I was misdiagnosed in the hospital as manic-depressive, but there are no accidents. The meds for this required I stop drinking. I was willing to do this to get better. In the first few days, I balked at “stupid” activities like art and music therapy. By the time I left, I felt so very much better. My employer was very understanding and sessions with my therapist became much more helpful.

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I was properly diagnosed in 1990 with major depressive disorder and put on more appropriate meds. I am still on a maintenance dose of those type of meds, and still see a therapist on occasion. I have not had a drink since that July night in 1988. Two days ago I thought that might change but knew the pain would still be there when I sobered up.

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Before I considered myself a Christian but believed in the Holy Spirit and a Higher Power that I called God, I received a call to ministry. During a sermon on using your gifts, in a flash, I realized the reason I was sick of my profession was because all I was doing was helping middle-aged white men buy bigger boats, and I knew there must be a more valuable contribution I could make to the world. I went to seminary; it took 7.5 years to get my degree because I continued working full-time. A couple of years ago I quit a job because of that “you should be doing something more beneficial” call, but then changed my mind. The job and my morals collided not soon after, and I finally did leave.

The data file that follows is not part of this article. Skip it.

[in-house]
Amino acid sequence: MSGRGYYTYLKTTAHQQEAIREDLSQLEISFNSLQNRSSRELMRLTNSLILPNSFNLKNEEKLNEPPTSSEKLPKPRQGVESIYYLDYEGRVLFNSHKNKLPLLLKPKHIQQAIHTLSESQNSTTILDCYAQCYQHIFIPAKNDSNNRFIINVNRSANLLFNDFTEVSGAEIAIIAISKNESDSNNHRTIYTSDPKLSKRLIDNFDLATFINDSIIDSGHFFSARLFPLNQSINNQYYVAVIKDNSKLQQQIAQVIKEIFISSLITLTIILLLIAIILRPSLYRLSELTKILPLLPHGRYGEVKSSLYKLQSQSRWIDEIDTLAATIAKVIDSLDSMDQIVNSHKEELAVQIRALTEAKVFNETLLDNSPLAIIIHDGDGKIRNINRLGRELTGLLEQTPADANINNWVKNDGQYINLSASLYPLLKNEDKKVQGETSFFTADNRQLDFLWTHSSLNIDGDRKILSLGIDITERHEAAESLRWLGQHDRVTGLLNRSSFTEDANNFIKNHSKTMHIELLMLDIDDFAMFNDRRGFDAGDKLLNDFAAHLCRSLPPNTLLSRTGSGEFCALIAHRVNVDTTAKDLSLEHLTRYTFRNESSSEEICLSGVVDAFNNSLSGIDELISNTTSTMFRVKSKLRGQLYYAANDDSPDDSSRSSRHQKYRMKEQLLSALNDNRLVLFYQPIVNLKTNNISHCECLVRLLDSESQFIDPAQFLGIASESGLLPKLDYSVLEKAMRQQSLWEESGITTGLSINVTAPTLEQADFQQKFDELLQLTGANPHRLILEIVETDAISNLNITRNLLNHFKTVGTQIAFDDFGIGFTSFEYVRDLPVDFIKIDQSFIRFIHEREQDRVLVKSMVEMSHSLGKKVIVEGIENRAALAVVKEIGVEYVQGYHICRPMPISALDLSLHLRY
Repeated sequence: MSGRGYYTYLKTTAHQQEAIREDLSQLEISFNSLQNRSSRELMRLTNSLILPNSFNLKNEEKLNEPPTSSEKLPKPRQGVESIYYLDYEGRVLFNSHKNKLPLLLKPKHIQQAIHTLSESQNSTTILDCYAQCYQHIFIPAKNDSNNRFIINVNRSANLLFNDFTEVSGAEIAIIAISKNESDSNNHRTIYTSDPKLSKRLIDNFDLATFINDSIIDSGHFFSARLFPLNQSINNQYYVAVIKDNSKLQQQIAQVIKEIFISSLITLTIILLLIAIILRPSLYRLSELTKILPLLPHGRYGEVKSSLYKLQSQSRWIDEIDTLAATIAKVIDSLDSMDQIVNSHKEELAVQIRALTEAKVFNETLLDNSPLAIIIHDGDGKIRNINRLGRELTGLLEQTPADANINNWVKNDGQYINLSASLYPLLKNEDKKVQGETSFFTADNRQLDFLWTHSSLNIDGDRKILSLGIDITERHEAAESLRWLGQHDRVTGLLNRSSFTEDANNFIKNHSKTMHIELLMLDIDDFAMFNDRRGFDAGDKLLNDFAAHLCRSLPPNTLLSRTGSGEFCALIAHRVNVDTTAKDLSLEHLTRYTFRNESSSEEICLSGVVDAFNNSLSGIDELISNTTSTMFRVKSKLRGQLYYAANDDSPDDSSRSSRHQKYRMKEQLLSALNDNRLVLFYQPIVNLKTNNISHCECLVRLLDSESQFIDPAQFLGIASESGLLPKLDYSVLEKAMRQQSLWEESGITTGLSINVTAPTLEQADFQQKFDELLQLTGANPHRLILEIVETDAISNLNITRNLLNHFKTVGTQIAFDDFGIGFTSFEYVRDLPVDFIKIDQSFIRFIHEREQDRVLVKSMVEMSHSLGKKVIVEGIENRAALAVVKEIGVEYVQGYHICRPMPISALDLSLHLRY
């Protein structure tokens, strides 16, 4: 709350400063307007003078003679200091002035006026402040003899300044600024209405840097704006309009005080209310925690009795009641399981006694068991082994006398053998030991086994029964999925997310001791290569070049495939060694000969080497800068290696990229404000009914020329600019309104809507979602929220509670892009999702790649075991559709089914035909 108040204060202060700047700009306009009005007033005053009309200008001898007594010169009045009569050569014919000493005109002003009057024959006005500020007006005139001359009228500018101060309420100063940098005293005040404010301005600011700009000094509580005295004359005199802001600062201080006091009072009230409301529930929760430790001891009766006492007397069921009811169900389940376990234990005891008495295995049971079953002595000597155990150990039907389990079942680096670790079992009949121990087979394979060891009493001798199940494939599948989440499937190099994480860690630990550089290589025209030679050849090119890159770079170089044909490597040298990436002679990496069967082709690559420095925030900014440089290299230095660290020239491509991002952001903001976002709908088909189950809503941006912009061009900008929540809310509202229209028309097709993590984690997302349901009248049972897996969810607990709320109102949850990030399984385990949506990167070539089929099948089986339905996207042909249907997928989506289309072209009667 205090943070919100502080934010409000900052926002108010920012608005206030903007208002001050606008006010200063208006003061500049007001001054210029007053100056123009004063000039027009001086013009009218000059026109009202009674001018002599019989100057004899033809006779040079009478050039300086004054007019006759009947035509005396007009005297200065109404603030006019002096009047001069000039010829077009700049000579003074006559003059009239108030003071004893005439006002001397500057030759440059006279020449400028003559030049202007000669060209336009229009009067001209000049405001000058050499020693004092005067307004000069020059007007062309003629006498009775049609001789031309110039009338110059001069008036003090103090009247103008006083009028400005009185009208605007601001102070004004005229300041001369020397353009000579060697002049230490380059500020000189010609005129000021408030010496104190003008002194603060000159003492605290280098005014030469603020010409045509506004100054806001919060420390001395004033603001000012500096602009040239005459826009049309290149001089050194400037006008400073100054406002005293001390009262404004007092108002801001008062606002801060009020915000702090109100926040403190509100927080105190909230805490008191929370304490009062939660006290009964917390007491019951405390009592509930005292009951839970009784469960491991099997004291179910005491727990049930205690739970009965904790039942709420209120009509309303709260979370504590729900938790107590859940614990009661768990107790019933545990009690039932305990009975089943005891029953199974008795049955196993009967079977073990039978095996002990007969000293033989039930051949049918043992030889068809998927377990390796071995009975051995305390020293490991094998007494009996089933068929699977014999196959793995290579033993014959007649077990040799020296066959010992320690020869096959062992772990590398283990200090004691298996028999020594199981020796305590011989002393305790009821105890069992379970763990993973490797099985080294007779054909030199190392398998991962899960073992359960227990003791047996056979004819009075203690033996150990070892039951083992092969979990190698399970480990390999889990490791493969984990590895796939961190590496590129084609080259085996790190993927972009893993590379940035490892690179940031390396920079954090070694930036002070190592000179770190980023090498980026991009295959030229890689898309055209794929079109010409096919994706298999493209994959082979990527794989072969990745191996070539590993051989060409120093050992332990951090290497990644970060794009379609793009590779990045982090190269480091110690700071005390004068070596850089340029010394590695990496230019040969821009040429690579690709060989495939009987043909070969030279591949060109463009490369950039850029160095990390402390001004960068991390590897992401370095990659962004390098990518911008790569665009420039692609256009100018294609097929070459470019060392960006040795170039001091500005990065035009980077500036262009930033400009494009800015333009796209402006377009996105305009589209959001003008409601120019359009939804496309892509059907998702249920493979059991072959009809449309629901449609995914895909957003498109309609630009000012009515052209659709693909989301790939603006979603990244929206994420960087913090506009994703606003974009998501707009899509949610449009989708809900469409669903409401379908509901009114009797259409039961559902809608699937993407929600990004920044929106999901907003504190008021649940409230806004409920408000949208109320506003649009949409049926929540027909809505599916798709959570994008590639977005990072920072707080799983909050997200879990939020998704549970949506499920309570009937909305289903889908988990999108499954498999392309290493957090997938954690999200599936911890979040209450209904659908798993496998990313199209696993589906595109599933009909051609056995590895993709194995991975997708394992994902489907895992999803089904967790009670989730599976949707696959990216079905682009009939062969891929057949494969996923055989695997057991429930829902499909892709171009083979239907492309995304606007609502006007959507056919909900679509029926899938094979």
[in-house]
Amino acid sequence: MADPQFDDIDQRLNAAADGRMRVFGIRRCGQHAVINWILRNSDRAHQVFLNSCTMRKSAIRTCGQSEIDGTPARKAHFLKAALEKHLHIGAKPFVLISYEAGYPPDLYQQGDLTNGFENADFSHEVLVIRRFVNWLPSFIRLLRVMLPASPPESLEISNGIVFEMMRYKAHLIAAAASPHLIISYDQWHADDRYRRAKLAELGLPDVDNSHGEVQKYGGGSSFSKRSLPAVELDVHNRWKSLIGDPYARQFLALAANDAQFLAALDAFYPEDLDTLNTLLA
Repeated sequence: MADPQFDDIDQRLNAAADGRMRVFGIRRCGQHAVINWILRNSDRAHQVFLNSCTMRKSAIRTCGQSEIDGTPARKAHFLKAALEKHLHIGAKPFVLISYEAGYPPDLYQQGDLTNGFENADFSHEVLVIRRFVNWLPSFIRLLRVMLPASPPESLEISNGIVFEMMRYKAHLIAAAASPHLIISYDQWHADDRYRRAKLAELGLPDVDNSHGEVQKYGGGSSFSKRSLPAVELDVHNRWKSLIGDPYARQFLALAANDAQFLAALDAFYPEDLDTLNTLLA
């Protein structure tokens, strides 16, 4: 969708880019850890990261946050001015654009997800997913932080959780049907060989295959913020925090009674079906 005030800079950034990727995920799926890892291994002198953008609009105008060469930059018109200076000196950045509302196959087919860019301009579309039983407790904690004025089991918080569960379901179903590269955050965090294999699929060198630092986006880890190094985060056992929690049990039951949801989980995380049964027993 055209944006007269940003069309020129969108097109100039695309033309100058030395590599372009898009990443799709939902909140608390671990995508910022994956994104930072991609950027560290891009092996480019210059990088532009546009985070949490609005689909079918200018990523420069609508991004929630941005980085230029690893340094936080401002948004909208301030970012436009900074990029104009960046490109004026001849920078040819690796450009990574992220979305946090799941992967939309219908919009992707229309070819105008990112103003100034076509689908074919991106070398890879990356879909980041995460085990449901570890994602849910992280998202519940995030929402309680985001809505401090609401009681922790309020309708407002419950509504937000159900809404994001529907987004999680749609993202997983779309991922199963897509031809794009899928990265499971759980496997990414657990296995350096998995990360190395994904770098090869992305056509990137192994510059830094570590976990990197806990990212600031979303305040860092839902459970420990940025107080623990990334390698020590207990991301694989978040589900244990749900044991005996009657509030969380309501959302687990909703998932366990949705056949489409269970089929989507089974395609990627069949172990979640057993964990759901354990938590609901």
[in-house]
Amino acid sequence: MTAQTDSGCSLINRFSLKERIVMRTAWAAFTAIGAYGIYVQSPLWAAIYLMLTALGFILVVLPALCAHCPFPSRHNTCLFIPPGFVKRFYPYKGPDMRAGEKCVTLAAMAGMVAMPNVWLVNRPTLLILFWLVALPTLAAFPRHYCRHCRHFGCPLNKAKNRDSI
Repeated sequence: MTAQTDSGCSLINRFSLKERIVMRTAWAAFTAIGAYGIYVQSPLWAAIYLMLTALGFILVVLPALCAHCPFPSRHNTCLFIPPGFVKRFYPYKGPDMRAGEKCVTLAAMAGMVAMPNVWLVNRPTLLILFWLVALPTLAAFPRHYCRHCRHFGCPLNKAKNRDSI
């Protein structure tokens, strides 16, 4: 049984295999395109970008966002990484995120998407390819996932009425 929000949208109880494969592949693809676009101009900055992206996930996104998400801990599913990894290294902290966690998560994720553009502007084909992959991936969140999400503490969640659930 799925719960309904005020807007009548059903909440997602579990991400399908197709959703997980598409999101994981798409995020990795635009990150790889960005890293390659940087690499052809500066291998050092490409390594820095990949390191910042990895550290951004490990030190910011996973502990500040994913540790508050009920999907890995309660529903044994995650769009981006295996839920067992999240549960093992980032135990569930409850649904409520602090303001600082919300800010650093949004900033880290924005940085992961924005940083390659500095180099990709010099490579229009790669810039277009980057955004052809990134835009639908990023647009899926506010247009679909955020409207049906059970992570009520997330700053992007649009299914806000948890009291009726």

Tuesday I received approval for a loan to buy a retirement home in Delaware because my spouse can retire in a few years and I believe the area is ripe for a church plant. That night I went into the abyss. “You are not doing what you are called to do!” “But I have to have SOME kind of income.” “Have faith.” “I am afraid.” All I could do is weep, weep, weep.

Wednesday things at work came to the point of no return – 2 weeks ago I received a bad review (meaning no raise) from the worst boss I’ve ever had. I refused to falsify corporate records. I was told I must. I called my spouse in a panic. I told her if I didn’t quit my job I might seriously put a gun to my head. (This was metaphorical; I don’t own a gun and I was not actively suicidal.) She said quit. So, I did. I immediately felt the lightness return. My boss called and said “good thing you did because I was going to put you on a performance improvement plan.” (What a jerk; it reminds me of junior high – “You can’t break up with me because I’m breaking up with you.”)

I have no idea what is intended for me, but the secular world is NOT it. As you can tell, I was a VERY slow learner on this.

I would say I took a leap of faith, but I was pushed.